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Inventor Says Armor Can Take Multiple .50 cal Hits


A manufacturer in Arizona says he's developed a ballistic plate formua that uses an alloy of aluminum and carbon nanotubes to build armor plates strong enough to protect against multiple high-caliber hits -- including .50 cal ammo.

According to the Arizona Daily Star, John Bourque, the CEO of Bourque Industries has developed a material called Kryron that can be used as armor for vehicles and personal plates.

Working with local companies, including nanotube vendorIMER Corp., Bourque initially began experimenting with different alloys  to develop highly conductive, corrosion-resistant anodes for an electrical copper-extraction process called electrowinning.

Realizing the strength the Kryron process could bring to metals,  he focused on developing an aluminum alloy for body armor. He came up with armor using Kryronized aluminum as a lightweight core, with layers of ballistic fabric to help catch bullet fragments.

Bourque initially wanted to license the technology to a major armor maker, such as BAE Systems, and focus his efforts on developing mining and electrical products.

Our friends over at Defense Review have a more detailed writeup on the armor, outlining some pretty impressive stats.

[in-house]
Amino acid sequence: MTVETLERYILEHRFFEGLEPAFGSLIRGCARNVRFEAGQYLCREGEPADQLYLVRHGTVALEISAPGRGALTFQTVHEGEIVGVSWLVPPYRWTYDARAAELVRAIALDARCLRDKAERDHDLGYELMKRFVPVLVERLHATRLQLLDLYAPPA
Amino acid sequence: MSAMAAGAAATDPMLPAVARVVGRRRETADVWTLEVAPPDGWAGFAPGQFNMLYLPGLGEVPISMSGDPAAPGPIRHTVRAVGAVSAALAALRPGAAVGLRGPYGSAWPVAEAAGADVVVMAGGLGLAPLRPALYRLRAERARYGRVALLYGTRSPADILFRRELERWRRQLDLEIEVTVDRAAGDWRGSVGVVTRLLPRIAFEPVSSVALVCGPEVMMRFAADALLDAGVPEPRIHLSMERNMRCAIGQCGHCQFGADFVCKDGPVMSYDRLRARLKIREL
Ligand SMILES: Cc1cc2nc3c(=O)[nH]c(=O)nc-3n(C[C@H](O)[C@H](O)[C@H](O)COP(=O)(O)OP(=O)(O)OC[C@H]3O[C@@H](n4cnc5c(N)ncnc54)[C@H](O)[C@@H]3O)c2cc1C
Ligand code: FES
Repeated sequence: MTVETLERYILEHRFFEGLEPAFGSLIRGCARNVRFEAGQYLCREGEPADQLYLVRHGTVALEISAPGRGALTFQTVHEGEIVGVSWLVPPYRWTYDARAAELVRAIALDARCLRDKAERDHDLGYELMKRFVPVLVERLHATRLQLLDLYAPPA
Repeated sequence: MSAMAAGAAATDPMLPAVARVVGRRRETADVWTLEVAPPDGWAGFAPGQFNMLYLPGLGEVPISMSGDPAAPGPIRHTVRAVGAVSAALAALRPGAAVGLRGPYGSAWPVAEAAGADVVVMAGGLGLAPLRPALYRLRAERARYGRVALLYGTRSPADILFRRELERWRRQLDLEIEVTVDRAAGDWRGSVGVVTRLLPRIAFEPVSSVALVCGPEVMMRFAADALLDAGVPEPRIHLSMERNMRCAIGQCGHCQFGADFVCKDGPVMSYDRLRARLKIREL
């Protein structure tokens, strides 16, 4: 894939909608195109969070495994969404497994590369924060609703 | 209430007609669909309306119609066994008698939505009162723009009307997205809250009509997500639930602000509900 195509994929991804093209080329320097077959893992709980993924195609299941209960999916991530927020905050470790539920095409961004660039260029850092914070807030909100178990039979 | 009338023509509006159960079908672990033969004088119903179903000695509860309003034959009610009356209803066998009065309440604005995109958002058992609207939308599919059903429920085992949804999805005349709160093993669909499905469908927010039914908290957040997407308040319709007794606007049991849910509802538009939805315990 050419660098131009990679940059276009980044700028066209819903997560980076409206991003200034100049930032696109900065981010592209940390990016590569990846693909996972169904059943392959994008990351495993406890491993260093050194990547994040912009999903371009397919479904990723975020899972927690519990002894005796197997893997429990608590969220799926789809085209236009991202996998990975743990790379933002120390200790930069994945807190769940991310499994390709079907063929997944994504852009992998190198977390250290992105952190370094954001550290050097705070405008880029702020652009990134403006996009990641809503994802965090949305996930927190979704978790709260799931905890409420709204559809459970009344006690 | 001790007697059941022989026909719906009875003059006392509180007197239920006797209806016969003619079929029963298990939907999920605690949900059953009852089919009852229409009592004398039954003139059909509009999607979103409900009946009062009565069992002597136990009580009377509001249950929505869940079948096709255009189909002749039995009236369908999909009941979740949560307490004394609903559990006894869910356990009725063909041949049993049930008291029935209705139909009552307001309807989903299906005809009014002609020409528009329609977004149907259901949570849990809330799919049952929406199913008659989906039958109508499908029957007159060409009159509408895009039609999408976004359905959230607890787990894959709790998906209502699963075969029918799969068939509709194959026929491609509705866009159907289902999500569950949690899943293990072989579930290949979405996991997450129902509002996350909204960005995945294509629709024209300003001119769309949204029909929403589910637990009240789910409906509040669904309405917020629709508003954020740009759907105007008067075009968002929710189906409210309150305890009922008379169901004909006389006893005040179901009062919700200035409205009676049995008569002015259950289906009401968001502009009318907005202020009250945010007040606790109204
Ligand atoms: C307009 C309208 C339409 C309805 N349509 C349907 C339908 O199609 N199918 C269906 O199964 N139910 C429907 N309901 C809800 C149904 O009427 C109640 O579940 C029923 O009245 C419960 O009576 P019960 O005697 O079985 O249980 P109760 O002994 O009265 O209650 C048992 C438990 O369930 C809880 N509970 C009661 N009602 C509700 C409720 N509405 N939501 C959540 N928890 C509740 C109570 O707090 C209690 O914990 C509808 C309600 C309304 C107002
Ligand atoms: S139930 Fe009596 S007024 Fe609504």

According to a company press release, a Kryron Terminator ballistic armor plate (hard armor plate) showed some impressive multi-hit capability when “a Terminator Fat Boy plate was shot multiple times with .50 caliber AP ammunition and .30 caliber AP ammunition, then reversed and shot with the same rounds again, with no penetration, ricochet, shatter or spall.” And, that’s not all. A Kryron Terminator Thin Line plate “sustained several dozen rounds of 9mm machine gun fire at exceptionally close range with no penetration, ricochet, shatter or spall.”
I'm not sure that there's a lot of there there. First, there's no indication of what the weight would be, how much it would cost to manufacture and we'd obviously need to see a ballistics report from an HP White or US Labs before we're sold. And this smacks a little bit of "Mad Scientist Invents Cold Fusion"...

But, the use of carbon nanotubes is a known way to increase strength while decreasing weight -- and can be used for armor applications. Up until a few years ago, though, the manufacturing costs have been too high to make it a viable armor option. While this seems promising, we're going to remain skeptical until we see some hard data.

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